And that’s the problem — Adam consistently views trans men as Male Lite, or a transphobic way of avoiding the scary toxic masculinity of cis boys. Throughout the film, Adam is always trailing his sister and her gaggle of queer women, which for some reason automatically includes several trans guys. It’s certainly true that many trans masc people have queer women as close friends, particularly if they transitioned later in the exploration of their gender identity. It’s a process, and oftentimes you’re part of one community before you find your place in another. But instead of exploring the misplacement many trans people feel, leaving one community they’ve grown into for another, the film says it’s OK for trans men to be in spaces exclusively for women; after all, they’re not real men. When Gillian raises concerns about Adam being let into a women’s bar, her lesbian friends respond, “Trans guys are cool, the club just doesn’t want nasty bio straight men hitting on lesbians.” If the intention was to communicate that they didn't want people coming in who aren't from a marginalized community, that's understandable. But instead, it feels aggressive in marking the territory — Male Lite allowed, but not Real Men.
Yet when asked by The Telegraph whether the film plays into negative stereotypes about trans people, actress Dana Aliya Levinson, who plays Hazel, responded, “The film centers a cis het male who desperately wants to be a part of the trans community to find a sense of belonging. If that's not a comment on the beautiful power of queer family, I don't know what is.”
How is a cis het man wearing our identities for fun something to celebrate? Adam is a privileged boy lying to make room for himself in a world where he doesn’t belong, the one safe place queer people have made for themselves specifically because they don’t belong anywhere else. Adam doesn’t need a community. The world is his safe space.
The story’s many problems aside, the film just isn’t well-made. The editing is slow and drags the film out. The cinematography is pointedly artsy in a way that takes you out of the action, just to see sporadically placed interesting shots. The acting, save for Leo Sheng’s supporting role and Mj Rodriguez’s blessed two minutes on-screen (finally, someone with eloquence and energy!) forgoes depth or compelling interactions in favor of bland, boring, awkward talk between cringe-inducing, unrelatable characters. The characters don’t feel three-dimensional and complicated — they’re stupid and self-centered. They’re problematic for the sake of the film’s central conflict, nothing more. From a purely technical standpoint, the story and characters aren’t built well. There’s no narrative arc or development. It’s just a boy, keeping up with one bad lie after the next, occasionally stammering out a few painfully awkward words.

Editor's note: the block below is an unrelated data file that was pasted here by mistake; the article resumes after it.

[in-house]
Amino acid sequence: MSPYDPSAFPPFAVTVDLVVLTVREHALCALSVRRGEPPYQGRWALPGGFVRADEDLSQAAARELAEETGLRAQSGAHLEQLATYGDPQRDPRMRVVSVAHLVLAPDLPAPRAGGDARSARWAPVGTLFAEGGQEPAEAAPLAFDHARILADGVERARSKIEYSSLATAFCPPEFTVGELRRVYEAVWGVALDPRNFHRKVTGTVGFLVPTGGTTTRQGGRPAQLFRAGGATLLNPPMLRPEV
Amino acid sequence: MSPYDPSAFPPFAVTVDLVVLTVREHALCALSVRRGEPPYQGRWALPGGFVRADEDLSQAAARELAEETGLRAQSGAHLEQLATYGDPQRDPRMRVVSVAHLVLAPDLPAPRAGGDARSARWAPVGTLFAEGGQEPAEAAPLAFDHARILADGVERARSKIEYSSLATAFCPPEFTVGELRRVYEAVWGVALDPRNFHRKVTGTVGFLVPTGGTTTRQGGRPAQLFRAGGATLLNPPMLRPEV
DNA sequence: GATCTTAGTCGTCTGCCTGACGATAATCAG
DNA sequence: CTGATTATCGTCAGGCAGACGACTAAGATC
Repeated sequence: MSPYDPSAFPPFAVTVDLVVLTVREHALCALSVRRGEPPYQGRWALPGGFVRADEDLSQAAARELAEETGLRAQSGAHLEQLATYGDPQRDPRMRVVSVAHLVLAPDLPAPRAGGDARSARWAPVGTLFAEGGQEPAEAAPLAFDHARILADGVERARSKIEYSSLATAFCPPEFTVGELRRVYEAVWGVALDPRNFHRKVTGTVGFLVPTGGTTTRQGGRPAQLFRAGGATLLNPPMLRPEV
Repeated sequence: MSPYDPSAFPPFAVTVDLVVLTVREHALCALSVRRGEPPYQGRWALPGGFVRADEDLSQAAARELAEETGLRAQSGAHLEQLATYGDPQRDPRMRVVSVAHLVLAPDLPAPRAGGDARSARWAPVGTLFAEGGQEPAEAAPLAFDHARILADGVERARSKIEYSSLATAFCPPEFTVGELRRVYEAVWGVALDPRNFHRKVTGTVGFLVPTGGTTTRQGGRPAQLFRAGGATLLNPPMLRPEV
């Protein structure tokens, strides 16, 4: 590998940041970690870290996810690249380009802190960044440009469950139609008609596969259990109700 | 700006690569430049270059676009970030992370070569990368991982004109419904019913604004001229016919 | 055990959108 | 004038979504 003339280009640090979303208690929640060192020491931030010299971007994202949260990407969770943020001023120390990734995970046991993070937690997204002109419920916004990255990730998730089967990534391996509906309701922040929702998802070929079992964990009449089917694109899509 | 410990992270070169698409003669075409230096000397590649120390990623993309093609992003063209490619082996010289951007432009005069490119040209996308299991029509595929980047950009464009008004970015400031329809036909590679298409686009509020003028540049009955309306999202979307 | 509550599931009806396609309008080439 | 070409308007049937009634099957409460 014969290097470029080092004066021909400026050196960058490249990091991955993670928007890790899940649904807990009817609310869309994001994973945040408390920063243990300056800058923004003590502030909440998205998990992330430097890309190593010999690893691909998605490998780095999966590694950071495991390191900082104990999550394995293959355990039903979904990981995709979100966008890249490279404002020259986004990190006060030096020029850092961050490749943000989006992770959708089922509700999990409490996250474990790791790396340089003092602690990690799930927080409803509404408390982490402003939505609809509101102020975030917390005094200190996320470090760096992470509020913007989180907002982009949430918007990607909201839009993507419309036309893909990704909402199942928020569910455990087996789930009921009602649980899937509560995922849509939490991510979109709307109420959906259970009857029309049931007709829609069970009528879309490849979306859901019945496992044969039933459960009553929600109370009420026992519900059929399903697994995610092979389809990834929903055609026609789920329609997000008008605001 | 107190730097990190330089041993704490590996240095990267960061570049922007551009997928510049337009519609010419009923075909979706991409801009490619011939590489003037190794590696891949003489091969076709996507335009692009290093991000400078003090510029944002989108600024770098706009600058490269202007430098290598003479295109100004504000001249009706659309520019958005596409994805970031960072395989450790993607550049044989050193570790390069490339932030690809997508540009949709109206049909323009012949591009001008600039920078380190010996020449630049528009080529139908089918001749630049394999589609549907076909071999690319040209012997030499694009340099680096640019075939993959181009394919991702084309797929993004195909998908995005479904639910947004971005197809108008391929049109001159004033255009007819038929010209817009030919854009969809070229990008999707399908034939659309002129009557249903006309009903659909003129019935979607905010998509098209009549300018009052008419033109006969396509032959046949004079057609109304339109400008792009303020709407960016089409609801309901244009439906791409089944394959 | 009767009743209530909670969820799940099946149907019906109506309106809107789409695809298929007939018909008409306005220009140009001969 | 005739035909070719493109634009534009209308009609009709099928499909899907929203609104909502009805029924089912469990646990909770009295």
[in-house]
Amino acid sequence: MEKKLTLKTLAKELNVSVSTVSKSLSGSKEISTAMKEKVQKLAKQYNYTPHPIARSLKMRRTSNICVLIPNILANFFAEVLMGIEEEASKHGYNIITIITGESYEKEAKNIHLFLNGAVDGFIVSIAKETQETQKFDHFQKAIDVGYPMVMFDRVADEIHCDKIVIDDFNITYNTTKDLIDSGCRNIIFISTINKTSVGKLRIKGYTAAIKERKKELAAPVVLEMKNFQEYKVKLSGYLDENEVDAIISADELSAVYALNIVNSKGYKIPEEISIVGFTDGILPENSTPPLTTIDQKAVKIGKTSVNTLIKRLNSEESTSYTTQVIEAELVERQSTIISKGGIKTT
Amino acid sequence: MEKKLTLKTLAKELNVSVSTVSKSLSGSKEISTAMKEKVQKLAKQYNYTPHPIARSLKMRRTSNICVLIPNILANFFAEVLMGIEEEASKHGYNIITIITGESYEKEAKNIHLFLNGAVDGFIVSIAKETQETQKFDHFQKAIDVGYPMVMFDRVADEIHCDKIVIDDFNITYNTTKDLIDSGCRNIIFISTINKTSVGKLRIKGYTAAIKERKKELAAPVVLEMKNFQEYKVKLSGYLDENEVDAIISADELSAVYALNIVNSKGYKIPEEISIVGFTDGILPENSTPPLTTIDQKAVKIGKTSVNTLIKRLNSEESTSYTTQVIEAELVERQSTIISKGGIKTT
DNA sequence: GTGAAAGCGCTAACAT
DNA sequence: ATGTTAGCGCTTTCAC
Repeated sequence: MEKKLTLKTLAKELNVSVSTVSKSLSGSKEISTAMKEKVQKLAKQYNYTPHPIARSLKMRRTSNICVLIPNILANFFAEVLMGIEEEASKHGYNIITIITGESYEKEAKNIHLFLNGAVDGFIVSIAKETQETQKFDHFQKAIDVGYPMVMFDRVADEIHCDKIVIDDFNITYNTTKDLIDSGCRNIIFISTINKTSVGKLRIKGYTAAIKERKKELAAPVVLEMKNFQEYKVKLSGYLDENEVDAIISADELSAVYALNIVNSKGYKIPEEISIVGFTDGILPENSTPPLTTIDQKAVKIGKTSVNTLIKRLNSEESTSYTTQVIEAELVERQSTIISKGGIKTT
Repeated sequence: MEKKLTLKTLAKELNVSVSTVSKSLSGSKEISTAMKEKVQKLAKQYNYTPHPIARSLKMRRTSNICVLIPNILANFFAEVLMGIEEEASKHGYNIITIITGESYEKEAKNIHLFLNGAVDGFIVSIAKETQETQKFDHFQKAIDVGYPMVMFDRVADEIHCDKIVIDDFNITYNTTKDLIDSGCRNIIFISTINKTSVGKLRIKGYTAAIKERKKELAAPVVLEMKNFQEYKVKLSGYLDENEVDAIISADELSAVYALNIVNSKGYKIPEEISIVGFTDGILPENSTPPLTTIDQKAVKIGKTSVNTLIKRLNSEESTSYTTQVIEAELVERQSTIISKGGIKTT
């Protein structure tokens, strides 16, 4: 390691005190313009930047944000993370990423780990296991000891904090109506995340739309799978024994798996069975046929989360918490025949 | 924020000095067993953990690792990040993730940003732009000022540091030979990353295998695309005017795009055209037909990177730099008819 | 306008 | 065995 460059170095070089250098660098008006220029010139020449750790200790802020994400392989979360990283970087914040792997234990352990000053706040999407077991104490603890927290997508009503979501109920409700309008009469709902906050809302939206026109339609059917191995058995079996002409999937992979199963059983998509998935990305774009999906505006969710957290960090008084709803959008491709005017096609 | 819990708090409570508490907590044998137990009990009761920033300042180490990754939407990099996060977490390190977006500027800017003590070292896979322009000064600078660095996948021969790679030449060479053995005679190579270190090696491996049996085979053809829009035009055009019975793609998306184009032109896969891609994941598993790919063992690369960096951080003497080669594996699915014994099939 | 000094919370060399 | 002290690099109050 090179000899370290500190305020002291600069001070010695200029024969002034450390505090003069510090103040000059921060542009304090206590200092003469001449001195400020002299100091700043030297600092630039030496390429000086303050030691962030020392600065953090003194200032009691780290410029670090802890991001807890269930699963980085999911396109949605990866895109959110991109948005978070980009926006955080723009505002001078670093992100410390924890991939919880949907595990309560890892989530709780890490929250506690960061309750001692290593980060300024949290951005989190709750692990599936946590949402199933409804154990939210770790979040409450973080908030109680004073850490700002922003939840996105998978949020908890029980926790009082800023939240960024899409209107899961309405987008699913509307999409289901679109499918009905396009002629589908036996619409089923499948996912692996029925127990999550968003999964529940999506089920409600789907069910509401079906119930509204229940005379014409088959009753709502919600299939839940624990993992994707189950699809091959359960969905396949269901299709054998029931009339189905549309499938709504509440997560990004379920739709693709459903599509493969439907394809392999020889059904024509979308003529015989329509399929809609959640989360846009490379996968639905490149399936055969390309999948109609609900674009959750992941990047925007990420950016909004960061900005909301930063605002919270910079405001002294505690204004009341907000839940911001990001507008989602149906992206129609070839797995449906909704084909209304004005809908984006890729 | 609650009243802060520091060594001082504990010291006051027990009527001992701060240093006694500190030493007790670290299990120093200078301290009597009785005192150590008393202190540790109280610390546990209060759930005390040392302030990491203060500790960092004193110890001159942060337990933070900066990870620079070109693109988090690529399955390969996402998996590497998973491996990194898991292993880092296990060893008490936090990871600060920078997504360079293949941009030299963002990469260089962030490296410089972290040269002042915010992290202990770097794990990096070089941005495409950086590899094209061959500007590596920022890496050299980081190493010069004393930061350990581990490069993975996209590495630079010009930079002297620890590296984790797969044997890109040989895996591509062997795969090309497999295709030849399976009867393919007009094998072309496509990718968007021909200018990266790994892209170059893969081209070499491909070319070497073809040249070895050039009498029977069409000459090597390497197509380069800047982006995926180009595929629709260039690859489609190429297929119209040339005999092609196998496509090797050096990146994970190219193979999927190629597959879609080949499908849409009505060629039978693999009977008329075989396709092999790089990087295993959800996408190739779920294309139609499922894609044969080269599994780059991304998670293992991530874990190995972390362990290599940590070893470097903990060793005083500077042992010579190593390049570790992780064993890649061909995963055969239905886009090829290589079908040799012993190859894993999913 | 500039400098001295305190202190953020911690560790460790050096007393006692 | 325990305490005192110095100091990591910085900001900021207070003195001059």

Who is this film for? Perhaps the highbrow art cinema community will appreciate Adam, relying on the old adage “It’s art. If you don’t understand it, that’s on you.” But the fact remains that many members of the young queer community find the film alarming. On Twitter, one user named Glitter (@EpicGlitterYay) tweeted, "If a filmmaker calls his own work subversive, complex, and important (a needed response to the 'war on nuance' in LGBTQ film, as he put it) does that mean everyone who has concerns is wrong/boring/reactionary/pro-censorship/etc?" Another user, Mason (@crashtwitty) tweeted, "One of the most insulting things about the #boycottadam controversy is that the filmmakers seem to genuinely believe a cisgender heterosexual protagonist is necessary for gaining mass media queer visibility."
Who are we supposed to empathize with? It’s certainly difficult to care about Adam, as his entire plotline is driven by his pursuit of a girl. At times, it seems like the film wants us to feel sorry for him, as if he’s the victim, trapped in a lie due to Gillian's assumption. How are we supposed to pity him, let alone root for him, after he repeatedly makes this choice? He lies to everyone, and when faced with disapproval from his friend back home, agrees with him that a murdered trans woman on the news wasn’t blameless. After all, she did trick a guy into thinking she was a “real” woman. It’s disgusting, after what Adam himself has done. If this is supposed to be clever or ironic in some way, it doesn’t work. Satire must clearly target those who are privileged and “untouchable”; otherwise it contributes to the very problem it intends to criticize. While the trans women referred to in the news was murdered, Adam is alive and thriving. It’s not dangerous to be cis the way it is to be trans, and yet even in pretending to be trans, Adam never faces the threat of violence or death the trans community lives with every day.